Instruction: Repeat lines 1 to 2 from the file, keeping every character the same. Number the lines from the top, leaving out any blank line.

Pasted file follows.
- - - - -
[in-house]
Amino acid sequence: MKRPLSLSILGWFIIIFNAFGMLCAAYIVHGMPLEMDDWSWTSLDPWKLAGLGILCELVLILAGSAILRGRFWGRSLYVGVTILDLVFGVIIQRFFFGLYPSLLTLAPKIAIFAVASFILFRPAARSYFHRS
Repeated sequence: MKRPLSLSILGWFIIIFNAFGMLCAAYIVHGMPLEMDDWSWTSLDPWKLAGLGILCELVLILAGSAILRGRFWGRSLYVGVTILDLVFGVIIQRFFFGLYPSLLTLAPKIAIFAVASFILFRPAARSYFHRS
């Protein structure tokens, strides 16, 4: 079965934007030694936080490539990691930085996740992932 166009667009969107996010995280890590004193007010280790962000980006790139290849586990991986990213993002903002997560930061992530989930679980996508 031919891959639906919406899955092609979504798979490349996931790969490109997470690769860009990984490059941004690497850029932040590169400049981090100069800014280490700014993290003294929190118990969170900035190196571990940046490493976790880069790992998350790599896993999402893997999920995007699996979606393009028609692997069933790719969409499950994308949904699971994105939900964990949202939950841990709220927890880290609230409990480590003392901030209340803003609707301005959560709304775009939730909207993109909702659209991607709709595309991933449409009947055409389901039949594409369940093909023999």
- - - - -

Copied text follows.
[in-house]
Amino acid sequence: MKRPLSLSILGWFIIIFNAFGMLCAAYIVHGMPLEMDDWSWTSLDPWKLAGLGILCELVLILAGSAILRGRFWGRSLYVGVTILDLVFGVIIQRFFFGLYPSLLTLAPKIAIFAVASFILFRPAARSYFHRS